\n
Hayling Price, a policy analyst at the United Neighborhood Centers of America, says Harlem’s slow-grow pace was wise. “Beginning with smaller, centrally located neighborhoods, with plans to increase size and increasing operations into adjacent blocks, will allow programs to use their resources effectively and expand their work on a realistic timeline,” wrote Price in a how-to brief.
\n
Many people, like Lisbeth Schorr, a senior fellow at the Center for the Study of Social Policy, have made it their life’s work to try to figure out how to transform disadvantaged neighborhoods on a large scale. “The Harlem Children’s Zone seems to have come closer to being able to do that than anything else we know,” said Schorr, who is encouraged by “its promise to take on seemingly insurmountable challenges and surmount them.”
\n
To be sure, eradicating poverty is difficult business. It is Obama’s hope that Promise Neighborhoods might eventually spread to entire cities, so that the block a child is born on does not dictate his or her destiny. But in the meantime, the program’s success will hinge on how well this first batch of cities can adapt and tweak the model to work for them.

Click here to view the Case Studies.





Illustrations by Chris Johanson







This article first appeared in GOOD Issue 19: The Neighborhoods Issue. You can read more from the issue here, or find out what it's all about by reading the introduction.



Infographics

We've all felt lonely at some point in our lives. It's a human experience as universal as happiness, sadness or even hunger. But there's been a growing trend of studies and other evidence suggesting that Americans, and people in general, are feeling more lonely than ever.

It's easy to blame technology and the way our increasingly online lives have further isolated us from "real" human interactions. The Internet once held seemingly limitless promise for bringing us together but seems to be doing just the opposite.

Except that's apparently not true at all. A major study from Cigna on loneliness found that feelings of isolation and loneliness are on the rise amongst Americans but the numbers are nearly identical amongst those who use social media and those who don't. Perhaps more importantly, the study found five common traits amongst those who don't feel lonely.

Keep Reading Show less
Health

He photographed Nazi atrocities and buried the negatives. The unearthed images are unforgettable.

He risked his life to leave a "historical record of our martyrdom."

via Yad Vashem and Archive of Modern Conflict, 2007

In September 1939, the Nazis invaded Poland. By April 1940, the gates closed on the Lodz Ghetto, the second largest in the country after Warsaw.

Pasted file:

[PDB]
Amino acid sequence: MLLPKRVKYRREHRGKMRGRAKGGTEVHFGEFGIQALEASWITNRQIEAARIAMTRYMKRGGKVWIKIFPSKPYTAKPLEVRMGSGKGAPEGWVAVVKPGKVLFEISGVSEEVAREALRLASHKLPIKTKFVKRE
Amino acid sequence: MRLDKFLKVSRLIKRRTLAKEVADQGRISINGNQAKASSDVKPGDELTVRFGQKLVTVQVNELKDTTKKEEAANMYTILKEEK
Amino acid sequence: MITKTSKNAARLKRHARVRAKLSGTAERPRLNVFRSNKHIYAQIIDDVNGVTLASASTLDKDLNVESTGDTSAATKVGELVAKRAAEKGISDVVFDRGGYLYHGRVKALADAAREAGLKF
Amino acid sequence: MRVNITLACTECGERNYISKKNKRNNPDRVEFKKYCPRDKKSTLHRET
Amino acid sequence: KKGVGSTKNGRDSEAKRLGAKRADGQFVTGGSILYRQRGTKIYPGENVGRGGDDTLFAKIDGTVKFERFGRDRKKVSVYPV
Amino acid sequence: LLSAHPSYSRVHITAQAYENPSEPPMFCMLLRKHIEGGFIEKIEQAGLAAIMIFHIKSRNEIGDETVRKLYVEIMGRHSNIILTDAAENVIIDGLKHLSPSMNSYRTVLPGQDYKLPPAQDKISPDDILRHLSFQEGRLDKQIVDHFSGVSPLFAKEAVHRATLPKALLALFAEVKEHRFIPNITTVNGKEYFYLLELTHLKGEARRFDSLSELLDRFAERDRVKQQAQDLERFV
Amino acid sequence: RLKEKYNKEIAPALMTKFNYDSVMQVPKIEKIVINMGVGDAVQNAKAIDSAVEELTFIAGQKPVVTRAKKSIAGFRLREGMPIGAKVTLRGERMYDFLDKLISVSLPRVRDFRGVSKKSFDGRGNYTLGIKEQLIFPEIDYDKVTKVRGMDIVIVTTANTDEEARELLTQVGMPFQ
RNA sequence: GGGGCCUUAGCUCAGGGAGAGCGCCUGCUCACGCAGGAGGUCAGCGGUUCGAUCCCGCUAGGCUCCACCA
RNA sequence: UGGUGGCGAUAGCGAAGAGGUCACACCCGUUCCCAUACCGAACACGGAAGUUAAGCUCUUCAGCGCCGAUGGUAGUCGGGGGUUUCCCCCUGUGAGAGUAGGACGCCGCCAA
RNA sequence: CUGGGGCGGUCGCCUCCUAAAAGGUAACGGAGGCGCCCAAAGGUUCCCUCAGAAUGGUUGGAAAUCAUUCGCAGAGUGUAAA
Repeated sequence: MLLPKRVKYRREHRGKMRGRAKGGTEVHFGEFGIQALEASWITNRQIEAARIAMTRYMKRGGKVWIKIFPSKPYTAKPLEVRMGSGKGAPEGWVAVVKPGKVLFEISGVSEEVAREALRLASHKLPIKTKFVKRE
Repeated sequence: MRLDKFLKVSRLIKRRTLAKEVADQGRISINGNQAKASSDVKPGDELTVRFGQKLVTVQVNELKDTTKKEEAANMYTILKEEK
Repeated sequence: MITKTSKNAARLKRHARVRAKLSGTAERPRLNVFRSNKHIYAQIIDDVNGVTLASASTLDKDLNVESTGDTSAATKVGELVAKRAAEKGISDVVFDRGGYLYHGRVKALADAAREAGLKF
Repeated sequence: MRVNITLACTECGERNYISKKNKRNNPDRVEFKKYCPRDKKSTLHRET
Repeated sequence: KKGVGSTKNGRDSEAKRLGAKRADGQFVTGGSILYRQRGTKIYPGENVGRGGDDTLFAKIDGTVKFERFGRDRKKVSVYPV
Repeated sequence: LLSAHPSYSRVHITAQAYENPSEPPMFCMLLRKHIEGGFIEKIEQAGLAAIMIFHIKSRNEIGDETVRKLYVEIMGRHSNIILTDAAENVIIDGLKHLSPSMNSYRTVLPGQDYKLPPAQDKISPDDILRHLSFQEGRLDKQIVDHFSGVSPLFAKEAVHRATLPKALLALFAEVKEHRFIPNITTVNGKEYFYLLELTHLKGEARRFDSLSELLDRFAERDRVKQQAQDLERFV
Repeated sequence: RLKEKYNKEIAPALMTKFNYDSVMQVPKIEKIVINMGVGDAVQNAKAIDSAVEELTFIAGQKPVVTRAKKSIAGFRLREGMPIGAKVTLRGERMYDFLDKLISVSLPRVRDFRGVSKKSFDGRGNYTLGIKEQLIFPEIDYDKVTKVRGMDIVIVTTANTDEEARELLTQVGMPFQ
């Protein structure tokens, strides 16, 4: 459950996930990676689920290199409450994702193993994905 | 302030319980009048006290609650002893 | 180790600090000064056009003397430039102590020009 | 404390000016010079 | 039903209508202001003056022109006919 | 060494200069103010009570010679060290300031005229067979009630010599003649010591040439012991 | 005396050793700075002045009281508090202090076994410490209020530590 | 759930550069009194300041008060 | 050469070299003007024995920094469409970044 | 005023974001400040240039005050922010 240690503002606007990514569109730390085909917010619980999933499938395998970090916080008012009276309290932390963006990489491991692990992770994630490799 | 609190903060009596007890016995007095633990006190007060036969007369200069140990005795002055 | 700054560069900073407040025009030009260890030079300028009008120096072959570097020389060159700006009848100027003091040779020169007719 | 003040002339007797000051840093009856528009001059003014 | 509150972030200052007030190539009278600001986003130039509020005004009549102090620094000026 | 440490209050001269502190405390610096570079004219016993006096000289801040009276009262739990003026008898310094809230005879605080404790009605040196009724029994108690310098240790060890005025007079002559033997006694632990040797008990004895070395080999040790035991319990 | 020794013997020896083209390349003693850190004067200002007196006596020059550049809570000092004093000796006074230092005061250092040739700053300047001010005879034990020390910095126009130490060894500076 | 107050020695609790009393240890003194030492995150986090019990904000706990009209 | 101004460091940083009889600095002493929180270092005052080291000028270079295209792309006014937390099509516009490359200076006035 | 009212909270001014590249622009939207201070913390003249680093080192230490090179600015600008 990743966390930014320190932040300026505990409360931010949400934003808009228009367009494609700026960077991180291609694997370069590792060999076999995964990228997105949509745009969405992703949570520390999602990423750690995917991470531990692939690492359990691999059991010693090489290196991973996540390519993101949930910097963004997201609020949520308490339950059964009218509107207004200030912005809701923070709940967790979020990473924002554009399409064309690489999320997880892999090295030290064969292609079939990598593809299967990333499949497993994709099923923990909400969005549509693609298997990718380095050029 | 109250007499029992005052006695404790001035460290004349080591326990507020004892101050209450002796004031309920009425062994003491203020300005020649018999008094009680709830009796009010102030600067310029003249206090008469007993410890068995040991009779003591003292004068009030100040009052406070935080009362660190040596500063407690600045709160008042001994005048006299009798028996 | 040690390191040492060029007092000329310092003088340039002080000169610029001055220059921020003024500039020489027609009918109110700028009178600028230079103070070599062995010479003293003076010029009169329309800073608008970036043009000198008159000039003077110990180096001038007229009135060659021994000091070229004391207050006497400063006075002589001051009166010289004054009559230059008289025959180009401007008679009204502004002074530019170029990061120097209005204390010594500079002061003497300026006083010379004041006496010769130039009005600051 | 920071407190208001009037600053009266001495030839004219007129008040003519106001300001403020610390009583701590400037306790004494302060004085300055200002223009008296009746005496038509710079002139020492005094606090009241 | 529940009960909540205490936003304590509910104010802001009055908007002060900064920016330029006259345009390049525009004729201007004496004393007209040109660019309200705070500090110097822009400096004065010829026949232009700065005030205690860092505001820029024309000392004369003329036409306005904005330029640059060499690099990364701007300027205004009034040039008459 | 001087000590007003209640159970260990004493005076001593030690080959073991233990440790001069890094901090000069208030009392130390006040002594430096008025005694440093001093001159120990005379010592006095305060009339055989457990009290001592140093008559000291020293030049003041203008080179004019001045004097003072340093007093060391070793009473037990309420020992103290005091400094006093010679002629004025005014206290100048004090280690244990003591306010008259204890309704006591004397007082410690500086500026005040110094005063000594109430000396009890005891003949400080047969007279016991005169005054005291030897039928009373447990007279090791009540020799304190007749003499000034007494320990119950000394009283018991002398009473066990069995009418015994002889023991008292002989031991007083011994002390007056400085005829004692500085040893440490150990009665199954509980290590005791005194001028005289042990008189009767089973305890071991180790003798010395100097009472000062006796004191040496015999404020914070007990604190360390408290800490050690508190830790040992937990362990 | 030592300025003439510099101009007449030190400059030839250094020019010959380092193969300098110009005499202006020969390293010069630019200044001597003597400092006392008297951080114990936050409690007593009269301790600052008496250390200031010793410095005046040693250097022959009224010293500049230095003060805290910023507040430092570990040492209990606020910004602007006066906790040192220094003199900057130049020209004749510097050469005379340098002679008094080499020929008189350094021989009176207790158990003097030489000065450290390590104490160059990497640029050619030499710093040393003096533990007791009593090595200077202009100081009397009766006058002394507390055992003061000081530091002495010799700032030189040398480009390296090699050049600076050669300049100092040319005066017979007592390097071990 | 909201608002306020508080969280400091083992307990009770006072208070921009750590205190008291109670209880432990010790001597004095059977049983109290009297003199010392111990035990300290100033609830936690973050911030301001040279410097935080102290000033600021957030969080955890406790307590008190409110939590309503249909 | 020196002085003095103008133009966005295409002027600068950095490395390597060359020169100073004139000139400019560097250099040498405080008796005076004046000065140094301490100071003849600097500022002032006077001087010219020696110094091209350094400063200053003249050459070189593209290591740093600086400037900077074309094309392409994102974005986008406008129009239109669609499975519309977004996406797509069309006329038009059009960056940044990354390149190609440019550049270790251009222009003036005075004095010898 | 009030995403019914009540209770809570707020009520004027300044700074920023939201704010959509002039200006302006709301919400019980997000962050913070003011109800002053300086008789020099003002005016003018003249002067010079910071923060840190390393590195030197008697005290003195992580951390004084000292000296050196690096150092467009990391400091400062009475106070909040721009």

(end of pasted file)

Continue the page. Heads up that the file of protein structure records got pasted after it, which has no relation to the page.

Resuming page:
Throughout the war, over 210,000 people would be imprisoned in Lodz.

Among those held captive was Henryk Ross. He was a Jewish sports photographer before the Nazi invasion and worked for the the ghetto's Department of Statistics during the war. As part of his official job, he took identification photos of the prisoners and propaganda shots of Lodz' textile and leather factories.

Keep Reading Show less
Communities
WITI Milwaukee

Joey Grundl, a pizza delivery driver for a Domino's Pizza in Waldo, Wisconsin, is being hailed as a hero for noticing a kidnapped woman's subtle cry for help.

The delivery man was sent to a woman's house to deliver a pie when her ex-boyfriend, Dean Hoffman, opened the door. Grundl looked over his shoulder and saw a middle-aged woman with a black eye standing behind Hoffman. She appeared to be mouthing the words: "Call the police."

"I gave him his pizza and then I noticed behind him was his girlfriend," Grundl told WITI Milwaukee. "She pointed to a black eye that was quite visible. She mouthed the words, 'Call the police.'"

Keep Reading Show less
Good News


Rochester NY Airport Security passing insulting notes to travelers caught on tape www.youtube.com

Neil Strassner was just passing through airport security, something he does on a weekly basis as part of his job. That's when a contract airport security employee handed him a small piece of folded cardboard. Strassner, 40, took the paper and continued on his way. He only paused when he heard the security employee shouting back at him, "You going to open the note?"

When he unfolded the small piece of paper, Strassner was greeted with an unprompted insult. "You ugly!!!"

According to Strassner, and in newly released CCTV of the incident, the woman who handed him the note began laughing loudly.

Keep Reading Show less
popular

Facebook: kktv11news

A post on the Murdered by Words subreddit is going viral for the perfect way a poster shut down a knee-jerk "double-standard!" claim.

It began when a Redditor posted a 2015 Buzzfeed article story about a single dad who took cosmetology lessons to learn how to do his daughter's hair.

Most people would see the story as something positive. A dad goes out of his way to learn a skill that makes his daughter look fabulous.

Keep Reading Show less
Lifestyle